by Tammy DiBartolo
The Wednesday Wars is the tale of Holling Hoodhood, the only Presbyterian in seventh grade at Camillo Junior High. When the school's Jewish and Catholic students go to Hebrew School or Catechism, Holling must stay at school and work with his teacher, Mrs. Baker. Holling is certain that she dislikes him.
At first, Holling does odd jobs around school during his Wednesday sessions. That is, until he goes out to clean the blackboard erasers and the chalk dust blows in the window and lands on the cream puffs to be given to the wives of the Vietnam soldiers. The next Wednesday, Holling accidentally lets the two class rats escape into the school. They show up later during a visit by the school board members.
Mrs. Baker then decides to have Holling read Shakespeare, a different play each week. Holling doesn't realize it but he is learning important lessons about his life while reading these plays.
The story is told in Hollings voice, the voice of a seventh grader during the 1967-1968 school year. He goes through all the things a boy his age must endure. He is the target of the school bully. He does not understand his parents, nor does he understand the things that are happening in the world around him. He falls in love.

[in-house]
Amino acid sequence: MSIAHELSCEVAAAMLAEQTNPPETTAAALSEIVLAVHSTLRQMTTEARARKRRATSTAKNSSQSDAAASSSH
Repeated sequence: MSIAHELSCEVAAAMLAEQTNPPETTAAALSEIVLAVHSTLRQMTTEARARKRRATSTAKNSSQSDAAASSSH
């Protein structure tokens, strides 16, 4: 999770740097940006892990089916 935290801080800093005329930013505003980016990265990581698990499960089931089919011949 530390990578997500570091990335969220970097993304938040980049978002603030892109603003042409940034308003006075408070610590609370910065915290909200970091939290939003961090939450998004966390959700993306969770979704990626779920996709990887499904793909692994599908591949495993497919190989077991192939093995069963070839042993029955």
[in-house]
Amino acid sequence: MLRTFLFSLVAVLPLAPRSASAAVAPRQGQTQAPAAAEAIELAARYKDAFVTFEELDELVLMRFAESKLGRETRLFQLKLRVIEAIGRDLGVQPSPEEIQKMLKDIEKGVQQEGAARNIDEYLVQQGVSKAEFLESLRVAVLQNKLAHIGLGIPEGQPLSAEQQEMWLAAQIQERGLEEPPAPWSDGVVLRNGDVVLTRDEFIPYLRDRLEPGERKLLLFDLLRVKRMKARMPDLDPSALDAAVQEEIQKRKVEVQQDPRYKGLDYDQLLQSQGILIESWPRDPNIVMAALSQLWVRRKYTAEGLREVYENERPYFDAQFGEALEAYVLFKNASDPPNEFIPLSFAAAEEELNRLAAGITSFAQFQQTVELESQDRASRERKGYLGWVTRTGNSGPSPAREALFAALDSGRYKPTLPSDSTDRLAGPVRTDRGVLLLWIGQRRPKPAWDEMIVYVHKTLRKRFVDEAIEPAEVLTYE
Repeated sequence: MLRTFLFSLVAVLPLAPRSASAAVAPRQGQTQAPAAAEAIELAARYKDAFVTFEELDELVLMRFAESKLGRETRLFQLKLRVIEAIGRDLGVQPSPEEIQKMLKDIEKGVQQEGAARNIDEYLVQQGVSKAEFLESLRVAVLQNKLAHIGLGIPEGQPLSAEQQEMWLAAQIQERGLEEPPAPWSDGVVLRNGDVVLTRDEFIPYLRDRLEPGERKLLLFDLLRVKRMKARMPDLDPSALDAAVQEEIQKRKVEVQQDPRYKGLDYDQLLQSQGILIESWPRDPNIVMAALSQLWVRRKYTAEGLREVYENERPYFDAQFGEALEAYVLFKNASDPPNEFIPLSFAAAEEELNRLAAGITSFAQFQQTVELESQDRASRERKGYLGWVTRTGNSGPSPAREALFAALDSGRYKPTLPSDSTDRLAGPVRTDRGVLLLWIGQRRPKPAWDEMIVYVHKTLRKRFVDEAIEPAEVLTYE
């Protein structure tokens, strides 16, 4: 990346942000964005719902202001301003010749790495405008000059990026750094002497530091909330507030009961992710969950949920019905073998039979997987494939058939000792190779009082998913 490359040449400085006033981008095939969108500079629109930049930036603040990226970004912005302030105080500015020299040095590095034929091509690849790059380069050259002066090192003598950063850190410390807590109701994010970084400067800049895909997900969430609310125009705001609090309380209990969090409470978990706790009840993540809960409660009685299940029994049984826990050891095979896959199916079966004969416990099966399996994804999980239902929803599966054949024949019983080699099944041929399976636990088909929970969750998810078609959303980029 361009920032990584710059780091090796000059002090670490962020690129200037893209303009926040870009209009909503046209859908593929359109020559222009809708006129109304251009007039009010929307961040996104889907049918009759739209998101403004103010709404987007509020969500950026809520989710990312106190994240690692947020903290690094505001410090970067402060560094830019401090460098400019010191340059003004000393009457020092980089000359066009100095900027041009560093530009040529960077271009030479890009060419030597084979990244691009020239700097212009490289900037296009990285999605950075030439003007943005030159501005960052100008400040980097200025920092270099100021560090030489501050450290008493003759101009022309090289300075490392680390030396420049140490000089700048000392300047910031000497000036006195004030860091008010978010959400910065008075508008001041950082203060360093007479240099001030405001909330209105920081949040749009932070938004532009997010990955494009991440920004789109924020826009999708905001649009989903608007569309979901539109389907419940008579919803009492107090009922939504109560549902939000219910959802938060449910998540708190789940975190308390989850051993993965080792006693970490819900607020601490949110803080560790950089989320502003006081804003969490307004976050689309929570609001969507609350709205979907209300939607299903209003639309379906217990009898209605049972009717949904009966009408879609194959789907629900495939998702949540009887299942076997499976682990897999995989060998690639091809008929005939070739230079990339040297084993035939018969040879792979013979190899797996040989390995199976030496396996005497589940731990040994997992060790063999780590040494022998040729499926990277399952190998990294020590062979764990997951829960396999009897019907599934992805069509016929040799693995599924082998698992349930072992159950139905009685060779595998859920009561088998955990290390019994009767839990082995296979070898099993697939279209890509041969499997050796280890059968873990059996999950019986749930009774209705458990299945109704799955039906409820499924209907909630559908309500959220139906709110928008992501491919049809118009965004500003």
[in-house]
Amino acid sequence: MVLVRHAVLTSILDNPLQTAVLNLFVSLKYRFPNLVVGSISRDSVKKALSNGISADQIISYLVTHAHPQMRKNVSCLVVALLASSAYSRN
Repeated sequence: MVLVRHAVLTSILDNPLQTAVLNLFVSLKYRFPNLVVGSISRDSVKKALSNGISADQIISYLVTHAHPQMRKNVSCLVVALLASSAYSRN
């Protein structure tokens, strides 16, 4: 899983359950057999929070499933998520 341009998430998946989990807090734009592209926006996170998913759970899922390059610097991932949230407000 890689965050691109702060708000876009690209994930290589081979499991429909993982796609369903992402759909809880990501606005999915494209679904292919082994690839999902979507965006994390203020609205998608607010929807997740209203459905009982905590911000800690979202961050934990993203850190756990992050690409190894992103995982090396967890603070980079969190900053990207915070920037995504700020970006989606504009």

When Holling has been embarrassed at school, he tells his sister that he is going to transfer to the Alabama Military Institute. His sister reminds him that Saigon follows graduation from there. The book gives readers a really good look at the sixties and the changes that were taking place. There are some moving parts in the book, like when Mrs. Baker's husband is missing in action in Vietnam. Holling notices that she is staring at a television news cast (Walter Cronkite) about the war, hoping to get a glimpse of her husband.
The author, Gary Schmidt, also makes certain that there are some funny parts as well. When the class rats chase Holling around the school track during varsity cross country try-outs, the coach asks him to join the team. Schmidt also makes certain that there is a satisfying ending to the story.
This book would make a great addition to a social studies lesson about the sixties. It makes unbiased references to the Vietnam War, the assassination of Martin Luther King, Jr. and the decision of President Johnson not to run for re-election; all events that remind us of the sixties.
There are some surprises in The Wednesday Wars, too. Like, how did Mrs. Baker end up with a silver medal from the 1956 Olympics? Read The Wednesday Wars to find out. You will be glad you did.
Mrs.Tammy DiBartolo is the Youth Services Manager for Rapides Parish Library.
December 16, 2007